SDI is known to produce a superior distribution uniformity (DU), removing water from the weed seedbank and delivering it right to the crop root zone. By spoon feeding water directly to the source, the roots of the triticale receive enough nutrients to maintain good health and support the seed head, eliminating the chances of lodging. The same can be said for silage: superior DU eliminates “waving”, in turn creating a more uniform stand and improved yields (Figure 1). Superior DU also minimizes weed pressure both in-field and on the borders, meaning there is less competition for nutrients and water. Tractor passes through the field are limited as the need for spraying/mechanical weed management is reduced or even eliminated.

Since 2019, the 38.1-acre field has produced a triticale crop and silage crop on SDI (second triticale crop was recently harvested). The field was strip-tilled between triticale harvest and silage corn planting to further increase conservation efforts. Our PSM team tracked the tonnage data and crop quality from these harvests to ensure the SDI was working efficiently. Overall, the farmer saw an 18.6% increase in harvestable yield from both crops on a fraction of the typical flood irrigation method. DU also increased to 93%.

By installing SDI, the farmer was able to judiciously apply water by irrigating right to ET. Aerial images were taken to compare the SDI field to surrounding flood fields. As you can see, the flood fields have less even coloring and severe “waving” (Figure 2). Not only does this make the crop more difficult to harvest, but it also slows down the harvest process and creates a major loss in crop value. The SDI field on the other hand has no lodging or waving which will make for a faster, more efficient harvest (Figure 3).

Our automation team also took part in this project, installing back flush control valves on the tanks. These valves will assist the farmer in their preventive irrigation maintenance program, ensuring the tanks and SDI stay clean while pressure and flow remain constant. The irrigation scheduling was automated to “pulse irrigate.” This is an additional technique incorporated into SDI that allows the farmer to irrigate at a smaller volume more frequently to limit plant stress (Figure 4). The team set up the irrigation system with the capability of running and/or blending effluent water with fresh water if the farmer chooses to do so.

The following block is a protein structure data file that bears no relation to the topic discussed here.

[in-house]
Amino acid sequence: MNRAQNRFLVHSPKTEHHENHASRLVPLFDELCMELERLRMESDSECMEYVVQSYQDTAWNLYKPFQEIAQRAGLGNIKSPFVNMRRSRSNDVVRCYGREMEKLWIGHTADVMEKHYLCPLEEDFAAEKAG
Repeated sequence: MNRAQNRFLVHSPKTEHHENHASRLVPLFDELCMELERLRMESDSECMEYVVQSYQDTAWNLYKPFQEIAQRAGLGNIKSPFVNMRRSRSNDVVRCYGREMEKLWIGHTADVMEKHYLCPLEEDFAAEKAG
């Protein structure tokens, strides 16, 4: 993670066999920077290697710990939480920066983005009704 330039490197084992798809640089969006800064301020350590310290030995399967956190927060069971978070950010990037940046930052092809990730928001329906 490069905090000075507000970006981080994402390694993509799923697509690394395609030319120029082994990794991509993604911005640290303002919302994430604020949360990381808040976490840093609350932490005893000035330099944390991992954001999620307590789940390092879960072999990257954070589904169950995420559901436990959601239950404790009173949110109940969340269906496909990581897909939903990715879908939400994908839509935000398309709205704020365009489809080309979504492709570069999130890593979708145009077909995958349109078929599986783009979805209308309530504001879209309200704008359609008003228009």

So, what is the difference with SDI? Our PSM team gathered data from both harvests, compared it to the Kings County Department of Agriculture 2018 Crop Report and found the following:

Overall, this farmer saw a total benefit per acre of $407.48 on yield alone.


  • 4 TPA increase X $38.50/ton* = +$169.40/acre

Silage Corn:

  • 8 TPA increase X $49.60/ton* = +$238.08/acre

* Crop values sourced from 2018 Kings County Department of Agriculture Report.

SDI is not only an added value product for silage crops, but forage crops as well. Our team of PSM experts were able to assist this farmer in achieving more yield on less water and provided proven results. If your silage management program is lacking, don’t hesitate—call our team today to help you save and keep your operation moving.